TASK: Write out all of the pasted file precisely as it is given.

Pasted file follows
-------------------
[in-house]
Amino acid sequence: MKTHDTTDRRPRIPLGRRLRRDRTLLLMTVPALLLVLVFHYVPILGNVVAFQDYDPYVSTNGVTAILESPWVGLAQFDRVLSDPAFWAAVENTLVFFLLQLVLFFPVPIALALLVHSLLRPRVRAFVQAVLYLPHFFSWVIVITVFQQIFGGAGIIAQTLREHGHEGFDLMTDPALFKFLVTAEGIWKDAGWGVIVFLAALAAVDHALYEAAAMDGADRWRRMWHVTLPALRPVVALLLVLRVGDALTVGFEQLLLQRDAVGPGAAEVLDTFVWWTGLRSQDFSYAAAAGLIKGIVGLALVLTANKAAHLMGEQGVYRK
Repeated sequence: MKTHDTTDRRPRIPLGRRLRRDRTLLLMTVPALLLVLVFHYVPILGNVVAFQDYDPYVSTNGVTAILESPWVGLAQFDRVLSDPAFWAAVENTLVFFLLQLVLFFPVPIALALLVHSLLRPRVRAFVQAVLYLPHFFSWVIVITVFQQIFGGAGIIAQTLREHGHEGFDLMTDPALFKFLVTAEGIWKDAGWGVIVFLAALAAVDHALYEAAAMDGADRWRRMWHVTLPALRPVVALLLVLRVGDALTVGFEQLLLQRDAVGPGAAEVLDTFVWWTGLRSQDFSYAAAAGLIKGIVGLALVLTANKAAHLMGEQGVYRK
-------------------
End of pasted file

[in-house]
Amino acid sequence: MKTHDTTDRRPRIPLGRRLRRDRTLLLMTVPALLLVLVFHYVPILGNVVAFQDYDPYVSTNGVTAILESPWVGLAQFDRVLSDPAFWAAVENTLVFFLLQLVLFFPVPIALALLVHSLLRPRVRAFVQAVLYLPHFFSWVIVITVFQQIFGGAGIIAQTLREHGHEGFDLMTDPALFKFLVTAEGIWKDAGWGVIVFLAALAAVDHALYEAAAMDGADRWRRMWHVTLPALRPVVALLLVLRVGDALTVGFEQLLLQRDAVGPGAAEVLDTFVWWTGLRSQDFSYAAAAGLIKGIVGLALVLTANKAAHLMGEQGVYRK
Repeated sequence: MKTHDTTDRRPRIPLGRRLRRDRTLLLMTVPALLLVLVFHYVPILGNVVAFQDYDPYVSTNGVTAILESPWVGLAQFDRVLSDPAFWAAVENTLVFFLLQLVLFFPVPIALALLVHSLLRPRVRAFVQAVLYLPHFFSWVIVITVFQQIFGGAGIIAQTLREHGHEGFDLMTDPALFKFLVTAEGIWKDAGWGVIVFLAALAAVDHALYEAAAMDGADRWRRMWHVTLPALRPVVALLLVLRVGDALTVGFEQLLLQRDAVGPGAAEVLDTFVWWTGLRSQDFSYAAAAGLIKGIVGLALVLTANKAAHLMGEQGVYRK